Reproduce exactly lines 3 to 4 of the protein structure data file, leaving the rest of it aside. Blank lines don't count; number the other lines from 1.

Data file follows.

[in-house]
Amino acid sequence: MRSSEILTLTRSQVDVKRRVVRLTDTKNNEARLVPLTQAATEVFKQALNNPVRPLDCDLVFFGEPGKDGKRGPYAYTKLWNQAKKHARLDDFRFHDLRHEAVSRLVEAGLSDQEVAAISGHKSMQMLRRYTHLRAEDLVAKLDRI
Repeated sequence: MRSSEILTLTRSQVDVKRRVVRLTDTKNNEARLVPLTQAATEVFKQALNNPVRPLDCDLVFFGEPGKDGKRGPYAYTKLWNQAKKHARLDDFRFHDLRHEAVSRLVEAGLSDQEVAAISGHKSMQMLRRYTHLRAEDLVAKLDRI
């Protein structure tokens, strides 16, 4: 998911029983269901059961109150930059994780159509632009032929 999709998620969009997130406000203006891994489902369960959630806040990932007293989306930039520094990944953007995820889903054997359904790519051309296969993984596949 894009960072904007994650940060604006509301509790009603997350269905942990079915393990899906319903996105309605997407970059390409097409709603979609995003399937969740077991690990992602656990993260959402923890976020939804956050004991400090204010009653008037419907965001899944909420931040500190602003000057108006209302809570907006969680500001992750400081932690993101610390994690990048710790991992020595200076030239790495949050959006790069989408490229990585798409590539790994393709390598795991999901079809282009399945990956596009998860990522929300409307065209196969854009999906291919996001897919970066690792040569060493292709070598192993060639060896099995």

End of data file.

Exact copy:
Repeated sequence: MRSSEILTLTRSQVDVKRRVVRLTDTKNNEARLVPLTQAATEVFKQALNNPVRPLDCDLVFFGEPGKDGKRGPYAYTKLWNQAKKHARLDDFRFHDLRHEAVSRLVEAGLSDQEVAAISGHKSMQMLRRYTHLRAEDLVAKLDRI
């Protein structure tokens, strides 16, 4: 998911029983269901059961109150930059994780159509632009032929 999709998620969009997130406000203006891994489902369960959630806040990932007293989306930039520094990944953007995820889903054997359904790519051309296969993984596949 894009960072904007994650940060604006509301509790009603997350269905942990079915393990899906319903996105309605997407970059390409097409709603979609995003399937969740077991690990992602656990993260959402923890976020939804956050004991400090204010009653008037419907965001899944909420931040500190602003000057108006209302809570907006969680500001992750400081932690993101610390994690990048710790991992020595200076030239790495949050959006790069989408490229990585798409590539790994393709390598795991999901079809282009399945990956596009998860990522929300409307065209196969854009999906291919996001897919970066690792040569060493292709070598192993060639060896099995």